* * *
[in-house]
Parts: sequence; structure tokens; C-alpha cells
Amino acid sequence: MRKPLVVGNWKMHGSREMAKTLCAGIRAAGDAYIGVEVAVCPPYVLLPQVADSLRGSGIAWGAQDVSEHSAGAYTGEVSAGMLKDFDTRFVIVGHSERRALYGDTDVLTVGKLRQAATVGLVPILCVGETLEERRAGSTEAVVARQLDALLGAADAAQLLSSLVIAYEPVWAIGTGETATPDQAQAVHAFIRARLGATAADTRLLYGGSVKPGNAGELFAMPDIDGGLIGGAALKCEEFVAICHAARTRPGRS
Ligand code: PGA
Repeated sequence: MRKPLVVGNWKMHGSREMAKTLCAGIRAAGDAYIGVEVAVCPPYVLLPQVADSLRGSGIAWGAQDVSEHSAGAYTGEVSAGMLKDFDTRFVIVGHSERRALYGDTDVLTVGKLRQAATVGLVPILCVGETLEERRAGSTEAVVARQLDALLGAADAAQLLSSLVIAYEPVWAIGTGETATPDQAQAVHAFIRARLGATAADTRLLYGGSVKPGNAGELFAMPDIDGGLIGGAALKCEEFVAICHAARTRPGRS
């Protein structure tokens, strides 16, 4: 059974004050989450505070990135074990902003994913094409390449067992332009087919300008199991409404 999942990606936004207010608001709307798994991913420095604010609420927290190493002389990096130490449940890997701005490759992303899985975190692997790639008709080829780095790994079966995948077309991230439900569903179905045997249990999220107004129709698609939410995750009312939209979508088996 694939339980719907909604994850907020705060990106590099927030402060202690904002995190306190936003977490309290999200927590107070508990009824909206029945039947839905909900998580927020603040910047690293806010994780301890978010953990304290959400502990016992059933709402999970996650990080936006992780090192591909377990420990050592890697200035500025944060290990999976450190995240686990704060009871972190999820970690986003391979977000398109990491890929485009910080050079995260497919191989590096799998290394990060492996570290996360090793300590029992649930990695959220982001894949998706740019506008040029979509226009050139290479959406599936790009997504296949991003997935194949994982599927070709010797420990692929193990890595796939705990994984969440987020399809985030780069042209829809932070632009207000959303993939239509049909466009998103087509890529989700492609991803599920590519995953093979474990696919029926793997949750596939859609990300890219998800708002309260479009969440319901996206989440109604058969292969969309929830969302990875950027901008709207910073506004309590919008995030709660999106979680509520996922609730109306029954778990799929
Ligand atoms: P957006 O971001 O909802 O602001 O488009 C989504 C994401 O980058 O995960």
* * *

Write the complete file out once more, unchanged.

[in-house]
Parts: sequence; structure tokens; C-alpha cells
Amino acid sequence: MRKPLVVGNWKMHGSREMAKTLCAGIRAAGDAYIGVEVAVCPPYVLLPQVADSLRGSGIAWGAQDVSEHSAGAYTGEVSAGMLKDFDTRFVIVGHSERRALYGDTDVLTVGKLRQAATVGLVPILCVGETLEERRAGSTEAVVARQLDALLGAADAAQLLSSLVIAYEPVWAIGTGETATPDQAQAVHAFIRARLGATAADTRLLYGGSVKPGNAGELFAMPDIDGGLIGGAALKCEEFVAICHAARTRPGRS
Ligand code: PGA
Repeated sequence: MRKPLVVGNWKMHGSREMAKTLCAGIRAAGDAYIGVEVAVCPPYVLLPQVADSLRGSGIAWGAQDVSEHSAGAYTGEVSAGMLKDFDTRFVIVGHSERRALYGDTDVLTVGKLRQAATVGLVPILCVGETLEERRAGSTEAVVARQLDALLGAADAAQLLSSLVIAYEPVWAIGTGETATPDQAQAVHAFIRARLGATAADTRLLYGGSVKPGNAGELFAMPDIDGGLIGGAALKCEEFVAICHAARTRPGRS
């Protein structure tokens, strides 16, 4: 059974004050989450505070990135074990902003994913094409390449067992332009087919300008199991409404 999942990606936004207010608001709307798994991913420095604010609420927290190493002389990096130490449940890997701005490759992303899985975190692997790639008709080829780095790994079966995948077309991230439900569903179905045997249990999220107004129709698609939410995750009312939209979508088996 694939339980719907909604994850907020705060990106590099927030402060202690904002995190306190936003977490309290999200927590107070508990009824909206029945039947839905909900998580927020603040910047690293806010994780301890978010953990304290959400502990016992059933709402999970996650990080936006992780090192591909377990420990050592890697200035500025944060290990999976450190995240686990704060009871972190999820970690986003391979977000398109990491890929485009910080050079995260497919191989590096799998290394990060492996570290996360090793300590029992649930990695959220982001894949998706740019506008040029979509226009050139290479959406599936790009997504296949991003997935194949994982599927070709010797420990692929193990890595796939705990994984969440987020399809985030780069042209829809932070632009207000959303993939239509049909466009998103087509890529989700492609991803599920590519995953093979474990696919029926793997949750596939859609990300890219998800708002309260479009969440319901996206989440109604058969292969969309929830969302990875950027901008709207910073506004309590919008995030709660999106979680509520996922609730109306029954778990799929
Ligand atoms: P957006 O971001 O909802 O602001 O488009 C989504 C994401 O980058 O995960």